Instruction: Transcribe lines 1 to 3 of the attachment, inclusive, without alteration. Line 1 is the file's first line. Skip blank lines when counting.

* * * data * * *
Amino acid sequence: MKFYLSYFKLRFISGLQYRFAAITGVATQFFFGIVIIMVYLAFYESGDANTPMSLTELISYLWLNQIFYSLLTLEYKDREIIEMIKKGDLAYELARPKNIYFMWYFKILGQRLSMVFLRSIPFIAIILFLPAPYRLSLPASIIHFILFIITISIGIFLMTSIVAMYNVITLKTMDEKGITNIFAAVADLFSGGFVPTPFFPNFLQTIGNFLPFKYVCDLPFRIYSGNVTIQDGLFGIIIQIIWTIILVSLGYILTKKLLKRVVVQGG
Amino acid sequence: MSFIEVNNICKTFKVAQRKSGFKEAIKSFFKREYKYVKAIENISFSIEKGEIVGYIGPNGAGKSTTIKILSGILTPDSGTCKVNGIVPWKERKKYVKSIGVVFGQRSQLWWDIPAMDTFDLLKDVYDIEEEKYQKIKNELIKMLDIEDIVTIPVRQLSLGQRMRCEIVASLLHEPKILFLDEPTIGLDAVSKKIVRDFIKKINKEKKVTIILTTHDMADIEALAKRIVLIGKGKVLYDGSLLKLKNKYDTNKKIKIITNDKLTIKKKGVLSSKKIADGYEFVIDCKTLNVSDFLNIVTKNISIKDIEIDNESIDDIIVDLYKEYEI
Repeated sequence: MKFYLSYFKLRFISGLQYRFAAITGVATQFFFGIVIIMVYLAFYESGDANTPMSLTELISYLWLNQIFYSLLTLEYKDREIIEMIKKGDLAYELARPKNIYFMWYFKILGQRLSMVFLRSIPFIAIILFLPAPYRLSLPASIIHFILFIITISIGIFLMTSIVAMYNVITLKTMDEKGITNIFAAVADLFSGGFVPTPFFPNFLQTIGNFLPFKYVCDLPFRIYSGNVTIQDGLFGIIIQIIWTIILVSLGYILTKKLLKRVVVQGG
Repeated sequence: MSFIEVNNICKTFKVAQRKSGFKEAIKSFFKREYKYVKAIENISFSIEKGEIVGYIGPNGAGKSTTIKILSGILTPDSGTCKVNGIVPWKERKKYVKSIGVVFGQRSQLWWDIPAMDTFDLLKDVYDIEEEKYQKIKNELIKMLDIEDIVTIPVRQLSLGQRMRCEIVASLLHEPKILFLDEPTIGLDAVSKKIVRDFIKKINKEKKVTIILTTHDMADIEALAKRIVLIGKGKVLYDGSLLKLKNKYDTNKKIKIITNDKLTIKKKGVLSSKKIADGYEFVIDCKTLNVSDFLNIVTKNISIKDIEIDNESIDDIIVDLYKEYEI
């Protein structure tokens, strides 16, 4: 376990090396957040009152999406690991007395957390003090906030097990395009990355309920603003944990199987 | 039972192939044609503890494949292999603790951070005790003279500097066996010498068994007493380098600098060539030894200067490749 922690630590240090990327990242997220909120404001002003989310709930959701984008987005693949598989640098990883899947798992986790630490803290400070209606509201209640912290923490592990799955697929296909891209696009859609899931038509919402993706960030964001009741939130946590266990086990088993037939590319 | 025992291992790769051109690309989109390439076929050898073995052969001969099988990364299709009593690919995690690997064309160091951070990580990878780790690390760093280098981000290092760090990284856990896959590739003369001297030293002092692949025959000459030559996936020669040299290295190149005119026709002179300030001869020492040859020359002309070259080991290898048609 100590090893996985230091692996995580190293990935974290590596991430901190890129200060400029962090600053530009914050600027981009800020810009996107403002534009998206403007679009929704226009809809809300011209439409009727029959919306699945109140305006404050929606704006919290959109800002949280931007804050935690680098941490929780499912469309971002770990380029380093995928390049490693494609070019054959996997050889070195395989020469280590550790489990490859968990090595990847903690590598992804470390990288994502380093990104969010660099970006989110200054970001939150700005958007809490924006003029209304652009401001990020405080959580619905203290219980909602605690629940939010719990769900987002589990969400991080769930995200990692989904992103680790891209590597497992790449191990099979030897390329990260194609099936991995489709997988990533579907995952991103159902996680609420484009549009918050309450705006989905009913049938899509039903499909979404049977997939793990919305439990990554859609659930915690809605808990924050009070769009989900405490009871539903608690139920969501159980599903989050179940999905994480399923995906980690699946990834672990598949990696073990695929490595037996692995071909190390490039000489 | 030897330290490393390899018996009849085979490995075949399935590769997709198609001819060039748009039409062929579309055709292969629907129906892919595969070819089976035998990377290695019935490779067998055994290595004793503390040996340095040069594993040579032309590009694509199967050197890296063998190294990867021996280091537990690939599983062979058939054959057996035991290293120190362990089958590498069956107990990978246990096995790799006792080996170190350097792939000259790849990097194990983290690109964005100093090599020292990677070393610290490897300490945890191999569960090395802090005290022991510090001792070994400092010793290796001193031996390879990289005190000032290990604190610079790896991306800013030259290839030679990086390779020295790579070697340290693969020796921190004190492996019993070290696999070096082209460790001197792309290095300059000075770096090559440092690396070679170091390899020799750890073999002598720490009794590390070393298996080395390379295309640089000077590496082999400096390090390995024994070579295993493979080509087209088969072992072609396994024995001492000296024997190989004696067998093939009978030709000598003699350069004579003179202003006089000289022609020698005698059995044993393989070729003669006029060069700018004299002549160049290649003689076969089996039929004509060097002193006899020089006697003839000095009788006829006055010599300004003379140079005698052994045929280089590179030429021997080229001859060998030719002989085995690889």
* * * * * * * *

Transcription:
Amino acid sequence: MKFYLSYFKLRFISGLQYRFAAITGVATQFFFGIVIIMVYLAFYESGDANTPMSLTELISYLWLNQIFYSLLTLEYKDREIIEMIKKGDLAYELARPKNIYFMWYFKILGQRLSMVFLRSIPFIAIILFLPAPYRLSLPASIIHFILFIITISIGIFLMTSIVAMYNVITLKTMDEKGITNIFAAVADLFSGGFVPTPFFPNFLQTIGNFLPFKYVCDLPFRIYSGNVTIQDGLFGIIIQIIWTIILVSLGYILTKKLLKRVVVQGG
Amino acid sequence: MSFIEVNNICKTFKVAQRKSGFKEAIKSFFKREYKYVKAIENISFSIEKGEIVGYIGPNGAGKSTTIKILSGILTPDSGTCKVNGIVPWKERKKYVKSIGVVFGQRSQLWWDIPAMDTFDLLKDVYDIEEEKYQKIKNELIKMLDIEDIVTIPVRQLSLGQRMRCEIVASLLHEPKILFLDEPTIGLDAVSKKIVRDFIKKINKEKKVTIILTTHDMADIEALAKRIVLIGKGKVLYDGSLLKLKNKYDTNKKIKIITNDKLTIKKKGVLSSKKIADGYEFVIDCKTLNVSDFLNIVTKNISIKDIEIDNESIDDIIVDLYKEYEI
Repeated sequence: MKFYLSYFKLRFISGLQYRFAAITGVATQFFFGIVIIMVYLAFYESGDANTPMSLTELISYLWLNQIFYSLLTLEYKDREIIEMIKKGDLAYELARPKNIYFMWYFKILGQRLSMVFLRSIPFIAIILFLPAPYRLSLPASIIHFILFIITISIGIFLMTSIVAMYNVITLKTMDEKGITNIFAAVADLFSGGFVPTPFFPNFLQTIGNFLPFKYVCDLPFRIYSGNVTIQDGLFGIIIQIIWTIILVSLGYILTKKLLKRVVVQGG